Imagine a little fishing village with a general store somewhere in Texas where it rains. There is lots of kindness, and lots of very quirky individuals who don’t mesh, but aggregate. Mostly around a lake. Old maids, young maids, poor beaten women, big burly men, volunteer firefighters, sheriffs, and brutes. Mostly poor, but there is also a very wealthy ex-wife and widow of seven or eight husbands. She runs a Bed and Breakfast, and has facelifts in Dallas, collects lawyers, and establishes the pecking order. In Twisted Creek, however, everybody is poor. Especially Lucky Ali and Grandma who wake up one day to find themselves the beneficiaries of an empty General Store but not much else. They move in and clean and get to know the regulars. The mailman leaves a sack of mail for them to sort and put to rest.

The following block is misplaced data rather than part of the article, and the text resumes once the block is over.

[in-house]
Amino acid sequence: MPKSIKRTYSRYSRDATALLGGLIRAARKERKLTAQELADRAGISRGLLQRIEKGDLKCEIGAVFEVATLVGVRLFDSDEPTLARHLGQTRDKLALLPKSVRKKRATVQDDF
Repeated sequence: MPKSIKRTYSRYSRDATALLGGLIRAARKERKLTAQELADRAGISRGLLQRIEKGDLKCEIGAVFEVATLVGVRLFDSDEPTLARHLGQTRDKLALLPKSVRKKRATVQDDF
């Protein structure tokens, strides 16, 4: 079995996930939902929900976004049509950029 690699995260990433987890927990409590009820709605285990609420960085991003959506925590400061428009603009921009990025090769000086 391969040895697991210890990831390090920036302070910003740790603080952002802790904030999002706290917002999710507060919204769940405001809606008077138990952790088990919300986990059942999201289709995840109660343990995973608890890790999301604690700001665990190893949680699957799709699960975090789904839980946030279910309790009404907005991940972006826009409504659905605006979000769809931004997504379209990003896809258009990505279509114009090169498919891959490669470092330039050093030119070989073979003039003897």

The smart daughter of a beautiful mother comes back to her “godforsaken sheep-happy hillbilly town” to handle her mother’s fourth or fifth divorce, and finds herself staging the annual Debutante Ball. “Don’t the pilgrims make skin cream?,” her mother asks her before mentioning how hard she has worked on maintaining her own natural beauty.
Miss Carlyle Ridgely, daughter of the Daughters of Texas, assembles 7 indelicate but moneyed 17 year olds, definitely not Ridgely Wainwright Cushing Jamison Ladley Ogden Harper-approved material.